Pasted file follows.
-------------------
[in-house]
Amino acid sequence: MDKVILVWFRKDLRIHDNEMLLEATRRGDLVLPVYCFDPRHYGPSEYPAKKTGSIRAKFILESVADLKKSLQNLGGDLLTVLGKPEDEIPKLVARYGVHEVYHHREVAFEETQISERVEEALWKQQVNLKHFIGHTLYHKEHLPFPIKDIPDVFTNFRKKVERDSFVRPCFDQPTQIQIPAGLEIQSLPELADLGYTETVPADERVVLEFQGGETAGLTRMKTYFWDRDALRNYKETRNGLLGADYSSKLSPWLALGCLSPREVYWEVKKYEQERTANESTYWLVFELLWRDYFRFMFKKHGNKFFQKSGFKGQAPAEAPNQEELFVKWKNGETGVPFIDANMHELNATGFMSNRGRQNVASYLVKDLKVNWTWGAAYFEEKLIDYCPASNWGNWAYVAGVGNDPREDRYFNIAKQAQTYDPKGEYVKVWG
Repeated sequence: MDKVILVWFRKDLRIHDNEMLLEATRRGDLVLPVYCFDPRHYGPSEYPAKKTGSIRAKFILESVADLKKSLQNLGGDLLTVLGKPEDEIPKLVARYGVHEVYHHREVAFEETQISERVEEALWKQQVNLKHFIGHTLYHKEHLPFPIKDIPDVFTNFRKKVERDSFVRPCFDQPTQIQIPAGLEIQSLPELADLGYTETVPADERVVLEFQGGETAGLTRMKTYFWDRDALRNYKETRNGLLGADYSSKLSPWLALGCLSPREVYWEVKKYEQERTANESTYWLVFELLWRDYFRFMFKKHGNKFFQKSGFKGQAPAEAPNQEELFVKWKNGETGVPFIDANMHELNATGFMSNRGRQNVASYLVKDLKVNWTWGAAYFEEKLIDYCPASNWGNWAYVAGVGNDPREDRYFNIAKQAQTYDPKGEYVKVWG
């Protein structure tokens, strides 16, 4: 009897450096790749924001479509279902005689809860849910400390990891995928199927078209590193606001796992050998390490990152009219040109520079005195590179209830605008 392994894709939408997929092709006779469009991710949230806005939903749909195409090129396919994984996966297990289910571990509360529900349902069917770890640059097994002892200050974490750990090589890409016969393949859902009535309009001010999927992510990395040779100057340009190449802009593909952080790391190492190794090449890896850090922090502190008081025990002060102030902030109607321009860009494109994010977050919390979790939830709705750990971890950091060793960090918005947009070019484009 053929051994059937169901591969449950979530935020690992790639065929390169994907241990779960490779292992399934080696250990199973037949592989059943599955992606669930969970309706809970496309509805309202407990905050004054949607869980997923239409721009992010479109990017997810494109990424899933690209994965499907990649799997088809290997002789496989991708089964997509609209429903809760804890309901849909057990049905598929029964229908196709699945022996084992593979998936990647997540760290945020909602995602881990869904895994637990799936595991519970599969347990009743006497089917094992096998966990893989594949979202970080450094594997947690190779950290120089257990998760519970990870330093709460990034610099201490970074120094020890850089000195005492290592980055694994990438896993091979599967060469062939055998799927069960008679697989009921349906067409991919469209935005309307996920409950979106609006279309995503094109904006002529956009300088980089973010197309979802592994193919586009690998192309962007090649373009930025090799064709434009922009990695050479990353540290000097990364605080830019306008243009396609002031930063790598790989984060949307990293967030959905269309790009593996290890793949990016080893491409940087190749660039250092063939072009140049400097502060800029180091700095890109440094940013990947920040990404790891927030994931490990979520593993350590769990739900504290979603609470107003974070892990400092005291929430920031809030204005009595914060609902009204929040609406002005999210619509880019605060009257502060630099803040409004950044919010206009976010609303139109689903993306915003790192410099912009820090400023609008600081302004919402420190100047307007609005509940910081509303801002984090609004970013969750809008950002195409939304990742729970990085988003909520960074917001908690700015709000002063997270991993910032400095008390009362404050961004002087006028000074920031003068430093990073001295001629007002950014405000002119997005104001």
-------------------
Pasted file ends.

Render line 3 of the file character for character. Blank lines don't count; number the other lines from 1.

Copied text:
Repeated sequence: MDKVILVWFRKDLRIHDNEMLLEATRRGDLVLPVYCFDPRHYGPSEYPAKKTGSIRAKFILESVADLKKSLQNLGGDLLTVLGKPEDEIPKLVARYGVHEVYHHREVAFEETQISERVEEALWKQQVNLKHFIGHTLYHKEHLPFPIKDIPDVFTNFRKKVERDSFVRPCFDQPTQIQIPAGLEIQSLPELADLGYTETVPADERVVLEFQGGETAGLTRMKTYFWDRDALRNYKETRNGLLGADYSSKLSPWLALGCLSPREVYWEVKKYEQERTANESTYWLVFELLWRDYFRFMFKKHGNKFFQKSGFKGQAPAEAPNQEELFVKWKNGETGVPFIDANMHELNATGFMSNRGRQNVASYLVKDLKVNWTWGAAYFEEKLIDYCPASNWGNWAYVAGVGNDPREDRYFNIAKQAQTYDPKGEYVKVWG